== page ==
Tag Archives: linkedin

Is anything “real” these days?

6 Sep

 

 

The internet has spawned an “International Attention Crisis” where people worldwide are addicted to constant (24×7) updates and instant gratification by social media, email, voice mail, and other “indirect” (i.e., non-face-to-face) contact with others.

 

Walk into any restaurant, bar, coffee shop, or even car, these days and you’ll seldom find anyone to talk to – in person that is – and you’ll find the same with everyone else.  It’s as if we’ve all become zombie slaves to our electronic connection tools.

 

Sometimes I wonder if there is really any communication happening in person today… except on reality TV shows where fantasy and reality blend seamlessly to convince us that non-communication in our homes and personal lives is okay.

 

Tell me what is real and what is fantasy in these situations:

 

– People sitting at the same table in a restaurant or bar (who are in-person friends) all texting others who are not there;

 

– Drivers in cars watching their smart phone screens instead of traffic all around them;

 

– Children who text their parents from their rooms instead of walking into the same room to talk;

 

– Facebook members who brag about having 5000+ “friends” when research proves that the human mind can accommodate a mere 150-or so friend relationships;

 

– People who call out or disrespect others using Facebook because they lack the guts to communicate directly;

 

– Unlimited texting is more popular than unlimited talk on cell phones;

 

– Twitter is replacing email systems as the preferred method for some corporate communications;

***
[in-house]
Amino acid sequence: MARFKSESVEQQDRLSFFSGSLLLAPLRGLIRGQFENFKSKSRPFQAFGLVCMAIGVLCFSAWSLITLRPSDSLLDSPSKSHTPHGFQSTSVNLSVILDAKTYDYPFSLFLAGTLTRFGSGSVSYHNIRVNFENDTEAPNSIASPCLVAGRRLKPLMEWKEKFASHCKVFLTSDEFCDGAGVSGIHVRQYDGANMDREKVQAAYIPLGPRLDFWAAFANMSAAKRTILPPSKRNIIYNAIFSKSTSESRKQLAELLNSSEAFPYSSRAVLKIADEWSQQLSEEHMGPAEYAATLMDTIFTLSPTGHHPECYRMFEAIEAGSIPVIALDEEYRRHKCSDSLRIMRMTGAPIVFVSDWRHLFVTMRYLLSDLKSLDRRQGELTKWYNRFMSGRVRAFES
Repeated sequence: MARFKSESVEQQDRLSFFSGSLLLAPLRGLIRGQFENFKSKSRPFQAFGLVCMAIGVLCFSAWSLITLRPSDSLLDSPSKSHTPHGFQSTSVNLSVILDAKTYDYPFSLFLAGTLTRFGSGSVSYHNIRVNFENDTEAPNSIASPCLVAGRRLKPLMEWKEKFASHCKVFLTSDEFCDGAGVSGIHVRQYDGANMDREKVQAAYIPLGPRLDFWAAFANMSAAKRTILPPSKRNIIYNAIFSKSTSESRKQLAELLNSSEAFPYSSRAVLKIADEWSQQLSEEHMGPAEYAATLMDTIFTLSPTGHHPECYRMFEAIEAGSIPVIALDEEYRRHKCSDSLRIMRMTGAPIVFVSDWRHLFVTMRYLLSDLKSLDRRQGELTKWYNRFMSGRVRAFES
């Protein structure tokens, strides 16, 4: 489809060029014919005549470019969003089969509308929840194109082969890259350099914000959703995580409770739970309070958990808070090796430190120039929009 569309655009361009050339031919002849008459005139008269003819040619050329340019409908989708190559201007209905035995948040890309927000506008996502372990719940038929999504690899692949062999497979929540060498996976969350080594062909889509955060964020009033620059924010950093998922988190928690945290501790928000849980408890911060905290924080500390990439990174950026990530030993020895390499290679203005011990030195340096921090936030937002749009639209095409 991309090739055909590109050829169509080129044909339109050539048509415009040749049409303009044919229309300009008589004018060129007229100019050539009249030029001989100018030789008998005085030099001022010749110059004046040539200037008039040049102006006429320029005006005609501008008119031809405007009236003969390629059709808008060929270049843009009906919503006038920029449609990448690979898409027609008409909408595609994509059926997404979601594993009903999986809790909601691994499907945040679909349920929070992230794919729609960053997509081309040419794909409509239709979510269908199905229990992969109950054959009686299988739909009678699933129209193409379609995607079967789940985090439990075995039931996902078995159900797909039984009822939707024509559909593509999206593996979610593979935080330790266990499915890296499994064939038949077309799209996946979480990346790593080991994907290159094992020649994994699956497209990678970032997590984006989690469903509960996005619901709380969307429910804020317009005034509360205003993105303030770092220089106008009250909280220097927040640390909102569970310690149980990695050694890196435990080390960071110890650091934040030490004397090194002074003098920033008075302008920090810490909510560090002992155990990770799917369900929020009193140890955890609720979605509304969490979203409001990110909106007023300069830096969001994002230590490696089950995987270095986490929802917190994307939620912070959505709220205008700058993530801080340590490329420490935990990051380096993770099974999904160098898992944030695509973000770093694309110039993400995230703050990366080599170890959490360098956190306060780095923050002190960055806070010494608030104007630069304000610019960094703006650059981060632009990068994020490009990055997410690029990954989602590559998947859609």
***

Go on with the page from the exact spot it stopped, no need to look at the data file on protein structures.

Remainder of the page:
– When you meet someone they ask you if you are on Facebook or Twitter before they ask for your phone number or other contact information;

 

– People know you by your photo on social media and don’t recognize you in person;

 

– Interactive voice recognition (IVR) computer systems block access to real people when you need help desk support – sometimes there is no possible way to reach a live human being who can solve your problem;

 

– The only way to bypass circular menu systems and reach a live person at banks or cell phone providers is to say “Cancel service”;

 

– When people say “I’ll call you right back” it usually means they are bored of talking to you and will often text instead of calling back;

 

– “Events” from Facebook or social media fill out your social calendar where you mingle with mostly people you don’t care to meet again;

 

– Life becomes more isolated, more self-reliant, more independent, and less connected (even though it seems you are ultra-connected!)

 

Perhaps it is a sign that I am getting old, but I long for the days gone by when people went to restaurants and bars to meet and mingle rather than post photos and check-in on Facebook.  I’d like to go out “with” people who are not tethered, have a real date with a guy who isn’t constantly checking his email, and have good conversation with friends who are truly interested in my life and vice versa.

 

While it does happen from time to time, the reality is that nothing that was real yesterday (true communication, compassion, connection, and genuine interest) is real today.  Technology is supposed to be a communication “enabler” but I’m wondering just what kind of “enabling” it is really doing to our life today.

 

Is anything (or anyone) real these days or are we all living in the fantasy of virtual communication?

 

Wishing you genuine connections with real-life people!

 

Carol

 

 

Surviving in 2012 – Practice the P word…

29 Jan

How many times do you hear people lament at the end of a day with “I really need a drink (or a break or a massage or ______ …fill in the blank)” ?